Microblogging site Twitter has fought back against users posting links to malicious sites and spreading malware. The company has tweaked its software to stop such posts, however, security experts say that the guards can be easily circumvented.
The feature was first blogged on by Mikko Hypponen, chief research officer with security company F-Secure. When someone tries to post a link to a malicious website, Twitter pops up a short notification saying "Oops! Your tweet contained a URL to a known malware site," and, after a few seconds, deletes the post.
Twitter is using Google's Safe Browsing API to check for malicious links, a Google spokesman confirmed Monday.
F-Secure says it had recommended that Twitter started doing this because the site was " increasingly targeted by worms, spam and account hijacking," according to Hypponen's blog post. A month ago, technology entrepreneur Guy Kawasaki's account was misused to post a link to a malicious website. In recent weeks users have been hit with links to fake, and sometimes malicious, "rogue" security software.
Security experts said that while Twitter's filtering was a good first step, it still needs some work.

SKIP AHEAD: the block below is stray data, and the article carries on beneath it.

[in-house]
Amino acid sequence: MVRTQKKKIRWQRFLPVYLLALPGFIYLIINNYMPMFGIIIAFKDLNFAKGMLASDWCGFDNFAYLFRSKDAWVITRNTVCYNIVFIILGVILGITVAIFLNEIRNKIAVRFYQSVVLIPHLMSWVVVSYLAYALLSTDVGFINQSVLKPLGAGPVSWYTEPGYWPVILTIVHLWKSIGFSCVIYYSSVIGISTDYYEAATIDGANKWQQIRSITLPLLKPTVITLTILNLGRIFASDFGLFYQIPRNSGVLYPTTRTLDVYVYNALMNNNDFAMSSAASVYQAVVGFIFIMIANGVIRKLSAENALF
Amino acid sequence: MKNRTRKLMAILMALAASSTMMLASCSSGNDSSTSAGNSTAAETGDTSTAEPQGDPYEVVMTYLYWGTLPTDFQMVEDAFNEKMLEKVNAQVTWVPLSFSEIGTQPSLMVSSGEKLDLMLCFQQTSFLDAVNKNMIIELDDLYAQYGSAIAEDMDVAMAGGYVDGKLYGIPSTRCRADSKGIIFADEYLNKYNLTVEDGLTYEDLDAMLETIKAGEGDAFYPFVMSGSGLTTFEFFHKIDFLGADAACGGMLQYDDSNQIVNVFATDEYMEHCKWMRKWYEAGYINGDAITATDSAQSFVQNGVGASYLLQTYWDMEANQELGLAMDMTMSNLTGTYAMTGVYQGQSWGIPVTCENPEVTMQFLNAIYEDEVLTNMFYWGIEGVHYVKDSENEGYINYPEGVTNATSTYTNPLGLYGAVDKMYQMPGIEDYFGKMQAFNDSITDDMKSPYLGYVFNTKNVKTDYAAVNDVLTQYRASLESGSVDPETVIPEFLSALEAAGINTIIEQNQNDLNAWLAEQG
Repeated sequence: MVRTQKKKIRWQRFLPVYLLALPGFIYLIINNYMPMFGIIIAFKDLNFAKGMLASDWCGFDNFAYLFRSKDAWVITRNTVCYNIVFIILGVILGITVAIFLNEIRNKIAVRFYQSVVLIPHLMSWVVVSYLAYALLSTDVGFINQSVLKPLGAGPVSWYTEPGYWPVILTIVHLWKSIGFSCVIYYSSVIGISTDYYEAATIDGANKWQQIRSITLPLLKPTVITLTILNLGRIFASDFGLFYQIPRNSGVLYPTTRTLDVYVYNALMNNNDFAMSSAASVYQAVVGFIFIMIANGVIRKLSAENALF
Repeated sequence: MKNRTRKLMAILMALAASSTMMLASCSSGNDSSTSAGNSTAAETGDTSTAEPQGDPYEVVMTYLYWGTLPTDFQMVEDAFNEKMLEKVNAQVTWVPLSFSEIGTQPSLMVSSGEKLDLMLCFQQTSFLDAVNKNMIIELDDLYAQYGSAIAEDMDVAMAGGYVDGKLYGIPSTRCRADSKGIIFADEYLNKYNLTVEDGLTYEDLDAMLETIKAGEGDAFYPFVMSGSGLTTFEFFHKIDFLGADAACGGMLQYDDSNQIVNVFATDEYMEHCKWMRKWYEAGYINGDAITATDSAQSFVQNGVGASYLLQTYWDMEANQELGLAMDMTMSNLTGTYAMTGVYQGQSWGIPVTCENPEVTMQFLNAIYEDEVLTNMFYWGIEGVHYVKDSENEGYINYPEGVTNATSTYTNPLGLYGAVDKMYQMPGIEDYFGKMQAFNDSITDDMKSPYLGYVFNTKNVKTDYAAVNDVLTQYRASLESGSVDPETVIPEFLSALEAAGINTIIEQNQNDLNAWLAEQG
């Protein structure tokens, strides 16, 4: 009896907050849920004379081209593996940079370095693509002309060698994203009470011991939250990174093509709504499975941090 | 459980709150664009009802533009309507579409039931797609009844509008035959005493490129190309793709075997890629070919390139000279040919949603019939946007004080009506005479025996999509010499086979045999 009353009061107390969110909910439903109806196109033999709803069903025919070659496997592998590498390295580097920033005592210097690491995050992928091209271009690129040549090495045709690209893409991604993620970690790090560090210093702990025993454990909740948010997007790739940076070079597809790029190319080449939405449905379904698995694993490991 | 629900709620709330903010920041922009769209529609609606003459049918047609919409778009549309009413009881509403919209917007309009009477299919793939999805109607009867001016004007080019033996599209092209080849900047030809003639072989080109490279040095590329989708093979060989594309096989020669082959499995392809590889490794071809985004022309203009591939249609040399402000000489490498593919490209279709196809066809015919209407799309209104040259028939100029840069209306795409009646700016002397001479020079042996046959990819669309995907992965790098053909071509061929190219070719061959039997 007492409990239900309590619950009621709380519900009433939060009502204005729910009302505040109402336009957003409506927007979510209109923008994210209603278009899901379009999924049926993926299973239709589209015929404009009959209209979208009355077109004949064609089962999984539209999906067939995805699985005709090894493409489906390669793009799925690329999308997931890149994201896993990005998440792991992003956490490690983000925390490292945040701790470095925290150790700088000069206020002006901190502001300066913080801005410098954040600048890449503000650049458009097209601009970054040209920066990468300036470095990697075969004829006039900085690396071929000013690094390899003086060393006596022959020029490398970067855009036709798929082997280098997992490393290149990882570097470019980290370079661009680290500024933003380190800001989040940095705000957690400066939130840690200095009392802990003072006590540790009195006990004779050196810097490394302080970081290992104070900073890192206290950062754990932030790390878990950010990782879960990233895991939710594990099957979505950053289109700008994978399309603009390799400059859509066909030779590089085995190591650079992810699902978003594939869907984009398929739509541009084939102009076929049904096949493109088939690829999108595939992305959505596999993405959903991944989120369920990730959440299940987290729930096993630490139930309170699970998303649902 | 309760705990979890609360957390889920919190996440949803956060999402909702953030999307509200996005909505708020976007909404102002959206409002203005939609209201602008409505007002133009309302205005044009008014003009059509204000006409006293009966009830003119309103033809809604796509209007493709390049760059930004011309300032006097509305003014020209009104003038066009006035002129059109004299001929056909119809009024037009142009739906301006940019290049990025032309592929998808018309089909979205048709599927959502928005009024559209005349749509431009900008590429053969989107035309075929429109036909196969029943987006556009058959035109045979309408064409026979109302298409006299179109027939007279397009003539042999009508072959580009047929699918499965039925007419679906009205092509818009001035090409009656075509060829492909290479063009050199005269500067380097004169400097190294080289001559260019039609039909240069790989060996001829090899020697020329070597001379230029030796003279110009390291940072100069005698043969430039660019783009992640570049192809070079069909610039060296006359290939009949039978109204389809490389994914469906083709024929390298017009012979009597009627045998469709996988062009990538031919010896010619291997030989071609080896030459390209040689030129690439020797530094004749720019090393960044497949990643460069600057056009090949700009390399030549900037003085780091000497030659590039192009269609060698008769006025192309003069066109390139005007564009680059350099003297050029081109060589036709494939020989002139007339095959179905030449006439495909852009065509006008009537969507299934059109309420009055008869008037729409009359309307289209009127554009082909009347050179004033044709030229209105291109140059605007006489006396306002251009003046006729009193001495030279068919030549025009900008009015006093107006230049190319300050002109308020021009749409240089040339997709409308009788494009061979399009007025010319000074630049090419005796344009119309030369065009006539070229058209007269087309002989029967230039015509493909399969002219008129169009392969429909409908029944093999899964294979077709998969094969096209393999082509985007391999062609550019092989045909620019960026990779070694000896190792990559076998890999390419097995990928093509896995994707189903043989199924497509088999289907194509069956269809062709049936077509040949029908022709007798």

In tests, the feature blocked a URL that led to a phishing site, but it allowed the same link to post if it was shortened using services such as Tinyurl.com or Bit.ly. Because Twitter enforces a strict 140 character limit on each message, these URL shortening services are the most common way of posting links to Twitter.
The filter also permitted the phishing link when the "www" subdomain was stripped from the front of the URL.
Twitter did not return messages seeking comment.
"This is a common problem with this sort of filtering service," said Chris Boyd, director of malware research with FaceTime Security Labs.
However, even if Twitter isn't blocking malicious URLS when they've been shortened, users still get some protection. That's because some of these URL-shorteners use the Google's API themselves. Bit.ly, which is used to post more than half of all Twitter links uses the API to block people from visiting malicious sites, for example.
Boyd said it will probably take Twitter "a while" to get its web filtering up and running properly, "but even some protection is better than none."
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